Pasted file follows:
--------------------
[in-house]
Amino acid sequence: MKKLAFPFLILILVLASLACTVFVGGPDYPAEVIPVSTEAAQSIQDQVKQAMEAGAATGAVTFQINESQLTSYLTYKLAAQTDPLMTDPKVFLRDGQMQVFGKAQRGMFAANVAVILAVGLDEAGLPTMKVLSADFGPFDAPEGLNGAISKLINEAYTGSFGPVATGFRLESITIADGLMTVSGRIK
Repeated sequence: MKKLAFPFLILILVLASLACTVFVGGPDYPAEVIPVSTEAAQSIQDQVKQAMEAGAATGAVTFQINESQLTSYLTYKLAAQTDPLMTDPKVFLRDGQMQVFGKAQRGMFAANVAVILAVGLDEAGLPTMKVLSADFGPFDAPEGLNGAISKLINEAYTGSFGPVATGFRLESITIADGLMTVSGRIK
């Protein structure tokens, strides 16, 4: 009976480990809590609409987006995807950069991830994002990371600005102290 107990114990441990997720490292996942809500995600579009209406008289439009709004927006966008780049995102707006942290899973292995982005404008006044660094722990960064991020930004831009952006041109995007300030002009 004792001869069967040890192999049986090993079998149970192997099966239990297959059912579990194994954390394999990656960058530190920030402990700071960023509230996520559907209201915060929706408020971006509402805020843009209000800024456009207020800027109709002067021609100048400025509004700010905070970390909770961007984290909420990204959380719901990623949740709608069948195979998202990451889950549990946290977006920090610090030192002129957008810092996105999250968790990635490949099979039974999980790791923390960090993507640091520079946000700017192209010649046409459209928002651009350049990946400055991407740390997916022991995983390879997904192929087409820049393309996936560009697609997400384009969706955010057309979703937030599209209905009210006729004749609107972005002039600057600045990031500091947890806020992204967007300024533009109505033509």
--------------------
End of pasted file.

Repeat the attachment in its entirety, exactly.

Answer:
[in-house]
Amino acid sequence: MKKLAFPFLILILVLASLACTVFVGGPDYPAEVIPVSTEAAQSIQDQVKQAMEAGAATGAVTFQINESQLTSYLTYKLAAQTDPLMTDPKVFLRDGQMQVFGKAQRGMFAANVAVILAVGLDEAGLPTMKVLSADFGPFDAPEGLNGAISKLINEAYTGSFGPVATGFRLESITIADGLMTVSGRIK
Repeated sequence: MKKLAFPFLILILVLASLACTVFVGGPDYPAEVIPVSTEAAQSIQDQVKQAMEAGAATGAVTFQINESQLTSYLTYKLAAQTDPLMTDPKVFLRDGQMQVFGKAQRGMFAANVAVILAVGLDEAGLPTMKVLSADFGPFDAPEGLNGAISKLINEAYTGSFGPVATGFRLESITIADGLMTVSGRIK
């Protein structure tokens, strides 16, 4: 009976480990809590609409987006995807950069991830994002990371600005102290 107990114990441990997720490292996942809500995600579009209406008289439009709004927006966008780049995102707006942290899973292995982005404008006044660094722990960064991020930004831009952006041109995007300030002009 004792001869069967040890192999049986090993079998149970192997099966239990297959059912579990194994954390394999990656960058530190920030402990700071960023509230996520559907209201915060929706408020971006509402805020843009209000800024456009207020800027109709002067021609100048400025509004700010905070970390909770961007984290909420990204959380719901990623949740709608069948195979998202990451889950549990946290977006920090610090030192002129957008810092996105999250968790990635490949099979039974999980790791923390960090993507640091520079946000700017192209010649046409459209928002651009350049990946400055991407740390997916022991995983390879997904192929087409820049393309996936560009697609997400384009969706955010057309979703937030599209209905009210006729004749609107972005002039600057600045990031500091947890806020992204967007300024533009109505033509």